Azure Data Storage RRS feed

  • Question

  • Can azure team give me a clear picture of comparison of windows server and azure data storage. And also what is the big difference in data storage on windows azure. I am new to the azure world.
    Monday, June 8, 2015 7:57 AM


  • Hi Jerry,

    Thank you for posting here.

    The most familiar storage offerings on the Windows Azure platform are SQL Database and Azure Queue storage. SQL Database is, essentially, SQL Server on the Azure platform; you can access it using the same access methods and tools that you would use with SQL Server. For the purposes of this article, we will only discuss the basic database storage functionality.

    Windows Azure Queue storage will be familiar to those of you who have used Microsoft Message Queue (MSMQ,) as it serves a similar purpose; durable storage for passing messages between processes.
    The most common solution in a Windows Server environment is a network file share. This could be a cluster of dedicated file servers, a Distributed File System (DFS,) or Network Attached Storage (NAS,) but as far as your application is concerned it’s just a path to the file resource that the application stores data on. The Windows Azure platform offers two specialized storage options that fill this purpose; Windows Azure Blob and Table storage.

    For the storage of temporary data on a per instance basis, Windows Azure offers local storage. This provides fast access to the physical storage on the hardware node that your application instance is running on; however it is not durable storage. If an application instance is stopped and then restarted on a different hardware node, data stored in local storage does not follow the application instance.

    When you move to the Windows Azure platform, there are some important differences between the Windows Azure platform and a Windows Server environment :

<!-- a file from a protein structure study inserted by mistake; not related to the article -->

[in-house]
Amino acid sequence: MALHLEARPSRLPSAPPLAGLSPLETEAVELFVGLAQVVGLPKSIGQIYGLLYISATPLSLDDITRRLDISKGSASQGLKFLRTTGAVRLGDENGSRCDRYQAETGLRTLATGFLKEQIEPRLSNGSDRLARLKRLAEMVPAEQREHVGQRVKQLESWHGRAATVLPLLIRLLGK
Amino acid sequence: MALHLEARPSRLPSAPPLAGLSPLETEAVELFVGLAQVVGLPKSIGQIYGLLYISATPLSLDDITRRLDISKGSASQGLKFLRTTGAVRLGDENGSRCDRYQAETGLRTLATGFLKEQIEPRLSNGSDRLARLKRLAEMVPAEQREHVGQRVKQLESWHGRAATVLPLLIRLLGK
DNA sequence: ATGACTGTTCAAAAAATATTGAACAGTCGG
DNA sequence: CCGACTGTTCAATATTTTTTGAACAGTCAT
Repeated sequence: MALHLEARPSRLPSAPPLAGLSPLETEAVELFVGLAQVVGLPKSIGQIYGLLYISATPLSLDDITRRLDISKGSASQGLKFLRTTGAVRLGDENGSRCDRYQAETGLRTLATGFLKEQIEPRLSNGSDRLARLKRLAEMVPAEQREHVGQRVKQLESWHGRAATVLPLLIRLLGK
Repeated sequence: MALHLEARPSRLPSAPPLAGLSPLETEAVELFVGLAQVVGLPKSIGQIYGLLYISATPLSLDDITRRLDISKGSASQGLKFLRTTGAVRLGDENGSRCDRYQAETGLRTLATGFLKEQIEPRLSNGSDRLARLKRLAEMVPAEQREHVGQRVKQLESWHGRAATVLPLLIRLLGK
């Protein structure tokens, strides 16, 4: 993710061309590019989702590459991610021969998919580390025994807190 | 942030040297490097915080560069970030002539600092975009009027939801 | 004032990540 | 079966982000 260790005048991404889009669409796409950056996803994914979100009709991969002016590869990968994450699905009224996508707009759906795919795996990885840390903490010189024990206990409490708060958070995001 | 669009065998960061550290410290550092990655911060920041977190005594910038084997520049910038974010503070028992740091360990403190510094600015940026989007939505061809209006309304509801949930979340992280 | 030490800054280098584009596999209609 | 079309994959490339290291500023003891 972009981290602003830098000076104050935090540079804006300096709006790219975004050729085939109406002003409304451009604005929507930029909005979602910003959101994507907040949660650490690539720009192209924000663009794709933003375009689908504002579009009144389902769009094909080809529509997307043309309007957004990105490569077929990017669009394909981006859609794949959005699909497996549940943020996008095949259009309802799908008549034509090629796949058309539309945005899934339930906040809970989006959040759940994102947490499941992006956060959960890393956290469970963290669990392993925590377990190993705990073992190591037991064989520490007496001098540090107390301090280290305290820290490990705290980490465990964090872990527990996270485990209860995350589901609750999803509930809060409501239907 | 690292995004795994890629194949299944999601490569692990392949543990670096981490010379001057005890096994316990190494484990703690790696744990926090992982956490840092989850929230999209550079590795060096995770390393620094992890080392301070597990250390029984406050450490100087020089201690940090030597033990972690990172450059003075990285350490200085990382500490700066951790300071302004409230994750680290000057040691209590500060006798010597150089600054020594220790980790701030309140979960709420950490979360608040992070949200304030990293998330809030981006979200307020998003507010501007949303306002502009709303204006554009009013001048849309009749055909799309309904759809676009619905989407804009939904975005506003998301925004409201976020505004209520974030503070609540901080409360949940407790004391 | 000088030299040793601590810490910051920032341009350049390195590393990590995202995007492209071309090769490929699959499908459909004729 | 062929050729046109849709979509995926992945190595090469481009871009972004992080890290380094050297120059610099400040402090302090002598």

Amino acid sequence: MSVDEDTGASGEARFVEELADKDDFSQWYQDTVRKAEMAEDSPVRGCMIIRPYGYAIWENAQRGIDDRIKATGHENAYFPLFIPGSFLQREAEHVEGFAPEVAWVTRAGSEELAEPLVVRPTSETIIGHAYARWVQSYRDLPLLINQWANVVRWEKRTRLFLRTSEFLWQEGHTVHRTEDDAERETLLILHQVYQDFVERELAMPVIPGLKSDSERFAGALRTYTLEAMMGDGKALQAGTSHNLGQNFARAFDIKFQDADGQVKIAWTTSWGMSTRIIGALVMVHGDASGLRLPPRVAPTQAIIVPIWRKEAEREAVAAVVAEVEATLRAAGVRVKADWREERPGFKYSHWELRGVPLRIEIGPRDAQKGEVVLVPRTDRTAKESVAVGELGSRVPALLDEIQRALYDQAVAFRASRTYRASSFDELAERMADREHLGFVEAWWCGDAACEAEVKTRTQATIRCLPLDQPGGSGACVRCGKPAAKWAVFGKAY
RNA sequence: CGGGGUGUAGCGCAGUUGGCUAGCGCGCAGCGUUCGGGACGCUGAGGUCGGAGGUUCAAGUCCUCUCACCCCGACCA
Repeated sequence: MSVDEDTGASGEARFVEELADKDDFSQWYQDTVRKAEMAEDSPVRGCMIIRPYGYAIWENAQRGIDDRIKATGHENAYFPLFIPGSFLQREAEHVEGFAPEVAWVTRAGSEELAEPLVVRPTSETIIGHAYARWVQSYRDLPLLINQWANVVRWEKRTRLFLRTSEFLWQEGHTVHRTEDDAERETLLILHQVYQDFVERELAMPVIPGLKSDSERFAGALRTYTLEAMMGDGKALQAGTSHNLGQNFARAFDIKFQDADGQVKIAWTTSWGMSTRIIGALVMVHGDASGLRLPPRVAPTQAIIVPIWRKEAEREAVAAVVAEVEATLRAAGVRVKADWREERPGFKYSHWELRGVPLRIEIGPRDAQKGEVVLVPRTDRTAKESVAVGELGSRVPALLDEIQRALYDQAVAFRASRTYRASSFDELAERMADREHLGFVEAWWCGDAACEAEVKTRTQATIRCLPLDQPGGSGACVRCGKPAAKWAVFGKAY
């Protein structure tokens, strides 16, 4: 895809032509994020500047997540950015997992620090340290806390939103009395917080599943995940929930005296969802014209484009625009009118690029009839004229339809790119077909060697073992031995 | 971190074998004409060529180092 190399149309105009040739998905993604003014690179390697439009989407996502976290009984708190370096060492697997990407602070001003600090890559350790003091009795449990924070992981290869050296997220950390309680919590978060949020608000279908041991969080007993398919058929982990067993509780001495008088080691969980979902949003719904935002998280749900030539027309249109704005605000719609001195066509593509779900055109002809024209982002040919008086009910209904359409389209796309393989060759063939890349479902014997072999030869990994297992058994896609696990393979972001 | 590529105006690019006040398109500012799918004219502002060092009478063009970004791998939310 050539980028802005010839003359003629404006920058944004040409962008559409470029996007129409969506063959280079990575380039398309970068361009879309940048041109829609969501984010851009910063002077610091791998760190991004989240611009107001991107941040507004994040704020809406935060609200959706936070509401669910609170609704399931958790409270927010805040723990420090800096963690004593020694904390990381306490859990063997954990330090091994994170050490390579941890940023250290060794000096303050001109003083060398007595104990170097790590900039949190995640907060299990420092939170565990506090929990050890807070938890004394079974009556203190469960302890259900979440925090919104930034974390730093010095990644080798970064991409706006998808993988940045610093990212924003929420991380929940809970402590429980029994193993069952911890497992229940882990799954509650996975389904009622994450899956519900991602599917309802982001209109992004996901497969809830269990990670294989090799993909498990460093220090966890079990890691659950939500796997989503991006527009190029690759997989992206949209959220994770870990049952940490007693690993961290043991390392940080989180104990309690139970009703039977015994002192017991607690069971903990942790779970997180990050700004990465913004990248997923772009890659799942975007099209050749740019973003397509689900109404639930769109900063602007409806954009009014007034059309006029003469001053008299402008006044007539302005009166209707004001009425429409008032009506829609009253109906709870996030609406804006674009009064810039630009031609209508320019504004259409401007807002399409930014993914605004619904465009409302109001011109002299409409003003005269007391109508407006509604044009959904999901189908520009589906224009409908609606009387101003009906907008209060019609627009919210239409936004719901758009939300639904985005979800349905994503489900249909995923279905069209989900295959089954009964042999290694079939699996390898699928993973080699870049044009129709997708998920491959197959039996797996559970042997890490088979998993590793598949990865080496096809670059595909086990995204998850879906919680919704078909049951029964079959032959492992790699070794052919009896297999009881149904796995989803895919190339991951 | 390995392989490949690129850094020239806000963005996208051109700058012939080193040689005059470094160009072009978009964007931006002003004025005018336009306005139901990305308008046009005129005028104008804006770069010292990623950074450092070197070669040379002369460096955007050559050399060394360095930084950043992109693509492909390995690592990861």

Windows Azure is a fully distributed platform that calls for new storage offerings to meet the needs of distributed applications, as well as new thinking about how data is accessed and used.

        While you can use normal .NET file IO classes with local storage, and ODBC or ADO.NET with SQL Database, both Blob and Table storage require different access methods than you may be familiar with from a Windows Server environment background.
        Your application must gracefully handle failures when it loses a connection to data storage. Data storage instances or SQL Database servers need to be stopped and restarted on other hardware nodes for maintenance purposes, hardware may fail, etc. Applications written for the Windows Azure platform need to implement retry logic that allows them to handle such occurrences gracefully.
        Your data store or SQL Database server may be sharing a hardware node with someone else's data or SQL Database server; don't assume that you have unlimited bandwidth or processing usage when accessing your data or running stored procedures. Consider designing your data to be scaled out, or cache it in local storage for faster access.
        You have to pay monthly for the storage you use, and some storage options cost extra when accessed from outside the Windows Azure platform or when accessed over a certain number of times. Allocate only what you need to use and consider batching IO requests or caching data and periodically refreshing the cache with a worker process.

    • Proposed as answer by Shreya Hajela Monday, June 8, 2015 8:53 AM
    • Marked as answer by Shreya Hajela Tuesday, June 9, 2015 6:44 AM
    Monday, June 8, 2015 8:53 AM